Dream Catchers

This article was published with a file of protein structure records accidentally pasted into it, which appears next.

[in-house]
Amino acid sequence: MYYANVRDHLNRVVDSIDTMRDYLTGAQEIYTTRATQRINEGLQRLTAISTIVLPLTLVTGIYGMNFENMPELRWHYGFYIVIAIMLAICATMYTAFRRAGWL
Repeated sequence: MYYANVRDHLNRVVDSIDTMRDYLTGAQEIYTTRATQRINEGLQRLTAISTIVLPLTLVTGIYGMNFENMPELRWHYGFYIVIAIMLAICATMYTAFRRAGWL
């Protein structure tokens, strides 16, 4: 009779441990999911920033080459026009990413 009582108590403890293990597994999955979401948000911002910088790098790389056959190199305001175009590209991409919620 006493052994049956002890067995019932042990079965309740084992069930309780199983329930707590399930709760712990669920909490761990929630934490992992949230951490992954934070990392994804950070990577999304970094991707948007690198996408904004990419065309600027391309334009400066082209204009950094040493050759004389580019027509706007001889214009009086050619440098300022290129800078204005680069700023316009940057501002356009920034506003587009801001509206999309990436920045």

Career exploration is becoming a popular subject in the classroom, even in the younger grades. Students are encouraged to start thinking about future jobs in terms of the skills and interests they enjoy and are developing today. This program offers middle school students an activity-based platform to studying careers. Divided into three sections, the student workbook holds over 40 worksheets that engage students in discovering different careers, recognizing important job-related skills, and the importance of ability, effort, and achievement. In the first section, students learn about the basic career clusters; think about working with data, people, or objects; and explore work conditions. The second unit focuses on skill development. Students are encouraged to think about the importance of the skills that they have acquired already, the skills required in diverse jobs, and where they can learn other job-related skills. The last group of activities helps children list their strengths and weaknesses, develop good time-management, and set achievement goals in order to see the effects that ability, effort, and achievement will have on their future career. The teacher’s guide is not necessary if you are using the program with one child to explore careers, but it may be helpful if you are teaching a full-blown career exploration unit to a small group or classroom. It holds a complete lesson plan for each activity in the student workbook consisting of a warm-up classroom or small group activity and outline of the lesson objectives, as well as suggestions for incorporating the additional 80 activities found in the supplemental activity book into the lessons. Again, if you are using the program with one or two students at home, it is probably more than you need, but in a classroom setting you may appreciate the benefit of having extra activities. It all depends on how much time you plan to devote to career studies. Steph

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